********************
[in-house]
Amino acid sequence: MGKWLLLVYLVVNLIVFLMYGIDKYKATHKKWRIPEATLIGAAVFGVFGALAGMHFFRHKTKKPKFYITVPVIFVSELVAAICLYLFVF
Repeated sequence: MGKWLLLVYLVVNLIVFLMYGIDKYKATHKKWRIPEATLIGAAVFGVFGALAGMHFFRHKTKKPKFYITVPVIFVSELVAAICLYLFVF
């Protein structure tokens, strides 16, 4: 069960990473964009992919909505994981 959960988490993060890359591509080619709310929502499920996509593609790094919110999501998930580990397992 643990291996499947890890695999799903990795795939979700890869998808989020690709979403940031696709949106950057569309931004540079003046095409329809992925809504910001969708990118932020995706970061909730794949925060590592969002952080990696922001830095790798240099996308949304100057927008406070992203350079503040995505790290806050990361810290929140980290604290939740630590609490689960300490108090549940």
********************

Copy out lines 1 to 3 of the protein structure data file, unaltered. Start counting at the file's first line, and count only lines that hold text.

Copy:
[in-house]
Amino acid sequence: MGKWLLLVYLVVNLIVFLMYGIDKYKATHKKWRIPEATLIGAAVFGVFGALAGMHFFRHKTKKPKFYITVPVIFVSELVAAICLYLFVF
Repeated sequence: MGKWLLLVYLVVNLIVFLMYGIDKYKATHKKWRIPEATLIGAAVFGVFGALAGMHFFRHKTKKPKFYITVPVIFVSELVAAICLYLFVF